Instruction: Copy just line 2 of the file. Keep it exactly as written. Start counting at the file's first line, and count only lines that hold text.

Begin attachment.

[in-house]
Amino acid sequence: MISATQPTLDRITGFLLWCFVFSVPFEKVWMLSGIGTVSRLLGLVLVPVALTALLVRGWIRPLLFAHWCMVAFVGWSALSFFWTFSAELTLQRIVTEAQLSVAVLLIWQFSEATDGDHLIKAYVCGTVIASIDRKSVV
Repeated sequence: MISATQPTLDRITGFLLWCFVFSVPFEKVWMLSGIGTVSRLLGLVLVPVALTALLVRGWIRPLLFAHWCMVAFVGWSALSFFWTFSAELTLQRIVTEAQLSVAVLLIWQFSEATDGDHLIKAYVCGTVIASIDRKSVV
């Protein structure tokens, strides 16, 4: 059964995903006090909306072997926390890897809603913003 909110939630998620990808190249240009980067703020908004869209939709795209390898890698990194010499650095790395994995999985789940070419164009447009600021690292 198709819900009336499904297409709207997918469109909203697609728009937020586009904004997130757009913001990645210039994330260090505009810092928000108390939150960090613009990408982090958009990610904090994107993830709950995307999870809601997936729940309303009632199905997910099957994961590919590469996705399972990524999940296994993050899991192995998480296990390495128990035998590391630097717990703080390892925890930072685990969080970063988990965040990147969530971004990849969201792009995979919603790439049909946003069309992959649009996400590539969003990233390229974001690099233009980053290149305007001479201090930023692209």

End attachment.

Amino acid sequence: MISATQPTLDRITGFLLWCFVFSVPFEKVWMLSGIGTVSRLLGLVLVPVALTALLVRGWIRPLLFAHWCMVAFVGWSALSFFWTFSAELTLQRIVTEAQLSVAVLLIWQFSEATDGDHLIKAYVCGTVIASIDRKSVV